When I first saw this music video and heard the song I remember myself saying "I have no idea what is going on, but the human race is a better place thanks to this guy." I may not know what he is saying but it puts me in a great mood. This guy is breaking cultural and geographical boundaries with music.
Lauren Stahowiak's curator insight, April 14, 3:07 PM

Culture and globalization has spread this song across the United States breaking records and trending on sites such as Twitter. Our exposure to different cultures is great. However, if you do not like songs that get stuck in your head, do not listen to this song . LOL

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Hong Kong and China: Growing apart?

Hong Kong and China: Growing apart? | n flanagan geography400 | Scoop.it
The BBC's John Simpson reports from Hong Kong, where the former colony's increasing independent-mindedness is worrying Beijing.

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Steven Sutantro's curator insight, December 20, 2012 6:06 PM

Interesting facts...that's the interdependence concept of Geography..

Bill Chen's comment, December 22, 2012 6:20 AM
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Emma Lafleur's curator insight, April 23, 2013 5:34 PM

Hong Kong has a mix of Chinese heritage and culture and British ideals. They lived under the British rule for so long that they grew accustomed to the British government system and freedoms. When the UK handed Hong Kong over to China, the people of Hong Kong were afraid that the Chinese government would step in and put them under the same system as the rest of China. China decided to allow Hong Kong to have its own system, but Hong Kong still fears China stepping in and forcing them to change and conform to the rules of the rest of China. Hong Kong is now seeing some protesting and some tension from its people about becoming truly Chinese. They do not want to be Chinese, and they do not want to be British either. They want to form their own country. However, it is highly unlikely that China will let Hong Kong go, but I do wonder if the ideals of Hong Kong, like elections, will slowly spread to the rest of China and create tensions that will cause a change in the Chinese government altogether.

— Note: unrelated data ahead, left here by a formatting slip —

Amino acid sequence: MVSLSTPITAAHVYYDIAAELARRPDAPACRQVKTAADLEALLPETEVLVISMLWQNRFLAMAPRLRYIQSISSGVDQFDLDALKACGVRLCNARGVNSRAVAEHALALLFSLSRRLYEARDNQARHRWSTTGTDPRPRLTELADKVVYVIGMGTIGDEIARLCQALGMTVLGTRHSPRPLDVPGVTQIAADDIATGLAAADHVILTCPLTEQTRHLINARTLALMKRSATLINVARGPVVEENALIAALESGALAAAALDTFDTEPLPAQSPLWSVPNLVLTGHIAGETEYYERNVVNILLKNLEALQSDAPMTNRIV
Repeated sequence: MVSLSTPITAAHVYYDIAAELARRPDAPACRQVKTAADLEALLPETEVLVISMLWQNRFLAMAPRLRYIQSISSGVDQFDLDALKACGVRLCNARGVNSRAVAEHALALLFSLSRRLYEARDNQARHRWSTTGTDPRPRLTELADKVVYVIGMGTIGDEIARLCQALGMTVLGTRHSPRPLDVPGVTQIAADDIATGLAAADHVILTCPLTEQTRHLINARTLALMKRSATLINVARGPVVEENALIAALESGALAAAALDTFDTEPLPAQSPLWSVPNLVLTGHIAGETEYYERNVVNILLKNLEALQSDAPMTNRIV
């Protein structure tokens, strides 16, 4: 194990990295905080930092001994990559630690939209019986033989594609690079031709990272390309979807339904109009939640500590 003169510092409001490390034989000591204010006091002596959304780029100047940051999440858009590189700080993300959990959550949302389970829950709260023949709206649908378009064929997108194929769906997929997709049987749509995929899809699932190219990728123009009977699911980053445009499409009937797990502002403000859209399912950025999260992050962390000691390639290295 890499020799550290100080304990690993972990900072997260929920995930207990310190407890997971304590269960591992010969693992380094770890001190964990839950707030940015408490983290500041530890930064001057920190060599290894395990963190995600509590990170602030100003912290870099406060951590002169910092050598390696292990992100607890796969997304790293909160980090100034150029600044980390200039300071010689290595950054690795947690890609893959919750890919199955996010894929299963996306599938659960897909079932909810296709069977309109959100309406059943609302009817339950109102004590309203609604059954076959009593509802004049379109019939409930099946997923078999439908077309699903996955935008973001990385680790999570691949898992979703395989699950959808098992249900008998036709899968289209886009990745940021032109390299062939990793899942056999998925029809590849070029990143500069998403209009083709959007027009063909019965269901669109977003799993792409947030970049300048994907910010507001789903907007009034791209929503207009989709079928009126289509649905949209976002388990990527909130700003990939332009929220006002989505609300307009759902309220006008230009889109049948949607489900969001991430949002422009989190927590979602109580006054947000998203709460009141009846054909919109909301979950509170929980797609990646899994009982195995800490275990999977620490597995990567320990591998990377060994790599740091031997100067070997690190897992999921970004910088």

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McDonald's Goes Vegetarian — In India

McDonald's Goes Vegetarian — In India | n flanagan geography400 | Scoop.it
McDonald's plans to open the first in a series of all-vegetarian restaurants in India next year. But rest assured, in most locations around the world, meat will stay on the menu.


Many of the most successful global companies or brands use highly regional variations that are attuned to local cultural norms and customs.  The McAloo Tikki burger— which uses a spicy, fried potato-based patty — is the Indian McDonald's top seller.


Questions to ponder: What are the forces that lead towards an accelaration of human connectivity around the globe?  What are the postive impacts of this increased connectivity?  What are some negative impacts?  Are these impacts the same in all places?  Explain.